Commissioner of Education has primary jurisdiction to consider allegations that a school district failed to implement adequate policies and procedures
SC v Monroe Woodbury Cent. Sch. Dist., 2016 NY Slip Op 00669, Appellate Division, Second Department
In this action to recover damages for negligence, SC alleged that the Monroe-Woodbury Central School District failed to adopt and implement adequate policies and procedures to prevent bullying and harassment.
The Appellate Division sustained Supreme Court dismissal of the action, explaining the matter “should be addressed, in the first instance, to the Commissioner of Education.”
Contrary to SC’s contention, Supreme Court correctly determined that SC failed to exhaust available administrative remedies before commencing its action. Further, said the Appellate Division, SC also failed to establish the applicability of any exception to the exhaustion of administrative remedies doctrine.
One exception to the exhaustion doctrine: futility. For example, as a general rule, an employee covered by a collective bargaining agreement that provides for a grievance procedure must exhaust the administrative remedies available prior to seeking judicial remedies. However where the individual can prove that the union breached its duty of fair representation in the handling of the employee's grievance he or she would be excused from exhausting his or her administrative remedy.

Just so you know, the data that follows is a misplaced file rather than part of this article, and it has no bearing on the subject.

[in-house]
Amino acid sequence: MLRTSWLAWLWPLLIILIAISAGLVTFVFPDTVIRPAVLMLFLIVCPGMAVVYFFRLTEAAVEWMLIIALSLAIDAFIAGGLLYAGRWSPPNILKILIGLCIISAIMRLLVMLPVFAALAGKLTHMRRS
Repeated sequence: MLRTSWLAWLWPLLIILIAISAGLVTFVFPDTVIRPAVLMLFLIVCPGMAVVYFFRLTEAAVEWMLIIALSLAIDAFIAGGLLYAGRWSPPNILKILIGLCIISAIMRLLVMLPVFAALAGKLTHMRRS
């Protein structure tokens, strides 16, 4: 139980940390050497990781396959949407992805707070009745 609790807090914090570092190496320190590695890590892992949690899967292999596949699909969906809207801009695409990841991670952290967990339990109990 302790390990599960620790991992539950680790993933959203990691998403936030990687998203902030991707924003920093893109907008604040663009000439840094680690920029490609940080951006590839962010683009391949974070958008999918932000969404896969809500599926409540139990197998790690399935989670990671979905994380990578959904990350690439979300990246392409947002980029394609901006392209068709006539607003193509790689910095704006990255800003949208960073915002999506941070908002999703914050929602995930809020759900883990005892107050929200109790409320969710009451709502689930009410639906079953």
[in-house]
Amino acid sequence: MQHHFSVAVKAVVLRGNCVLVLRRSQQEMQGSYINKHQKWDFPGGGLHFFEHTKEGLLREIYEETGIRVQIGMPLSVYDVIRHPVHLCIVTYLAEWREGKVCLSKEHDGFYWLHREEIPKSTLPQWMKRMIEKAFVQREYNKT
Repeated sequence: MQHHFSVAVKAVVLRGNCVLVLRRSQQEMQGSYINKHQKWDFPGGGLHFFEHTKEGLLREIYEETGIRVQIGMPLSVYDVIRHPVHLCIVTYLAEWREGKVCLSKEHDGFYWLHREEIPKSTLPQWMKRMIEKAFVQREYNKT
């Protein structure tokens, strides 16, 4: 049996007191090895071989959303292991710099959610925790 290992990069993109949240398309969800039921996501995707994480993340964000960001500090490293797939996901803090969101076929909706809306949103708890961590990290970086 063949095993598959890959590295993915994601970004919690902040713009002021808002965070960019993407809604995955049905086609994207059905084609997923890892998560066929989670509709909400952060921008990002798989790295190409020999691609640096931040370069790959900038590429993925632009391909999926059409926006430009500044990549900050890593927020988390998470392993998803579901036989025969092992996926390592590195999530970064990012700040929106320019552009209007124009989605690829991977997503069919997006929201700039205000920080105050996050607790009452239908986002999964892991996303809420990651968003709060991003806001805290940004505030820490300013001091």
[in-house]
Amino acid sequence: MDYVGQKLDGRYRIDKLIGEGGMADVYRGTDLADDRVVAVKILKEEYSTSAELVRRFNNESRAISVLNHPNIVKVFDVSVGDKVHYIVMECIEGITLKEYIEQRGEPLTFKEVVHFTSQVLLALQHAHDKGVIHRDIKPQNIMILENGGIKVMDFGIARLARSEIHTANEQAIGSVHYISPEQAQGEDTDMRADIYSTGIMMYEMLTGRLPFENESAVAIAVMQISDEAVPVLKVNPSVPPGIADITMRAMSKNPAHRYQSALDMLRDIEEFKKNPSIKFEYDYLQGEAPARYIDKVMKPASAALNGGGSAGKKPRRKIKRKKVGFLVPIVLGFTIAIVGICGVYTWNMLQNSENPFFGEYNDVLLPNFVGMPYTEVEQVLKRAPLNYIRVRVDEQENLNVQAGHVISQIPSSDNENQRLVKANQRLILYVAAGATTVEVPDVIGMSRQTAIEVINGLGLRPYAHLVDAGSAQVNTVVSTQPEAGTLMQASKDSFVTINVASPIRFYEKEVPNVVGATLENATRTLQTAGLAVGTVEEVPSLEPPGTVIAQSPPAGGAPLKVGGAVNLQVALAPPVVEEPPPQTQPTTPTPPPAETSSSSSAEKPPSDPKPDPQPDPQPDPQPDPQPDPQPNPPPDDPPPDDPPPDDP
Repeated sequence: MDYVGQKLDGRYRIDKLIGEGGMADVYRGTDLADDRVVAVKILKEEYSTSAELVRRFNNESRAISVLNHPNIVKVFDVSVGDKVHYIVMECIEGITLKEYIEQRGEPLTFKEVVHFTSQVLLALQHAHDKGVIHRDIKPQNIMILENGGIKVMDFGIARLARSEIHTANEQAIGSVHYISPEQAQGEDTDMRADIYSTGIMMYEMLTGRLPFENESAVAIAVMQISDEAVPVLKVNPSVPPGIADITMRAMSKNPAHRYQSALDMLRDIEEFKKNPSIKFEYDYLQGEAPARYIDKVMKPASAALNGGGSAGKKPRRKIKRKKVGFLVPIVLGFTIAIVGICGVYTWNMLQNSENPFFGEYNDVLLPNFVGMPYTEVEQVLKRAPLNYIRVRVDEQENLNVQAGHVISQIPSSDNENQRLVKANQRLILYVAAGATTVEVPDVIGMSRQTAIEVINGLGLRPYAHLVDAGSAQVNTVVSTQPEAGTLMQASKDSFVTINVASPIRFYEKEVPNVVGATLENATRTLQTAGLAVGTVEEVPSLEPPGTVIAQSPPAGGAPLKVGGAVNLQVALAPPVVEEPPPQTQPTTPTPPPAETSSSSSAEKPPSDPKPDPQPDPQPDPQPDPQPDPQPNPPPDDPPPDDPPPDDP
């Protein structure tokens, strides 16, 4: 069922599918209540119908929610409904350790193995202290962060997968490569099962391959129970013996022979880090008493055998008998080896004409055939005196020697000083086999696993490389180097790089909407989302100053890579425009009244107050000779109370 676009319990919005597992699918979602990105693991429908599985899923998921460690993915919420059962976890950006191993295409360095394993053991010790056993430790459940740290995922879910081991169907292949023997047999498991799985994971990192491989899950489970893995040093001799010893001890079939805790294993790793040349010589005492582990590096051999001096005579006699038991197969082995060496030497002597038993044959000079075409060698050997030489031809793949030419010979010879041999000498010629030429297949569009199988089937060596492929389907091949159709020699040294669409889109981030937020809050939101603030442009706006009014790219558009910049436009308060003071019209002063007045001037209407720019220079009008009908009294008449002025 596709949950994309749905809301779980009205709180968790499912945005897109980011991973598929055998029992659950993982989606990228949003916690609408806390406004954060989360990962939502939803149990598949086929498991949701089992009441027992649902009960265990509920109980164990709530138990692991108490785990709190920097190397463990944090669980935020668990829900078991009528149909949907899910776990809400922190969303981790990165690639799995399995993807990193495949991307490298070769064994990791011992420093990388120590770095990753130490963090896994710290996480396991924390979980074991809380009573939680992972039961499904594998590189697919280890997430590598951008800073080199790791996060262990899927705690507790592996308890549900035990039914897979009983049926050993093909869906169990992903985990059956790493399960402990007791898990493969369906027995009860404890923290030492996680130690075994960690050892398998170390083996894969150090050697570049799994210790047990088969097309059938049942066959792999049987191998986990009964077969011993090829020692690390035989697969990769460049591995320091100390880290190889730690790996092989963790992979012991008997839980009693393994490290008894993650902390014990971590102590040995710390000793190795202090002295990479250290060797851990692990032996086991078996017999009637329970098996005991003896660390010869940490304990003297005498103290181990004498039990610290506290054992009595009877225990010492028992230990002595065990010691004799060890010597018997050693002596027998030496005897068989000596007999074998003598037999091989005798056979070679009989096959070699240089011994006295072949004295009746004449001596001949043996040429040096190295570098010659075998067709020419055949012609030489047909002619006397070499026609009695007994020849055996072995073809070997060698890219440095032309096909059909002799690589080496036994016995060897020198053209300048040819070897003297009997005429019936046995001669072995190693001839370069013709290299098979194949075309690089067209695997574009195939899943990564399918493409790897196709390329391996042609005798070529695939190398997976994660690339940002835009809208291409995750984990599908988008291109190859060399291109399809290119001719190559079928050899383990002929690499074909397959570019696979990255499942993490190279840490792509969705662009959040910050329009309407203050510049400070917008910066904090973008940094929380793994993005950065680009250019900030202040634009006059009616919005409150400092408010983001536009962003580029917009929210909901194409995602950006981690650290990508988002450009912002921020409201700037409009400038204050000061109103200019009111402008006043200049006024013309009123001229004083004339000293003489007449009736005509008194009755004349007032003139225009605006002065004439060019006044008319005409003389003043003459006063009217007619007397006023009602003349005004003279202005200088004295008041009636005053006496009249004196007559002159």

In Civil Service Bar Assn., Local 237, Intl. Bhd. of Teamsters v City of New York, 64 NY2d 188, the court opined that a union’s breach of its duty of fair representation occurs only when a union's conduct toward a member of the collective bargaining unit is arbitrary, discriminatory, or its decision was made in bad faith.
In Garvin v. NYS Pub. Employment Relations Bd., 168 AD2d 446, the court held that "a union is not required to carry every grievance to the highest level, and the mere failure on the part of a union to proceed to arbitration with a grievance is not, per se, a breach of its duty of fair representation.” As the Appellate Division explained in Matter of Hoffman [Board of Education of the City of New York], 84 AD2d 840, a Union is not required to seek arbitration after having processed the employee's grievance through the initial stages of the grievance procedure and received unfavorable results.
The decision is posted on the Internet at: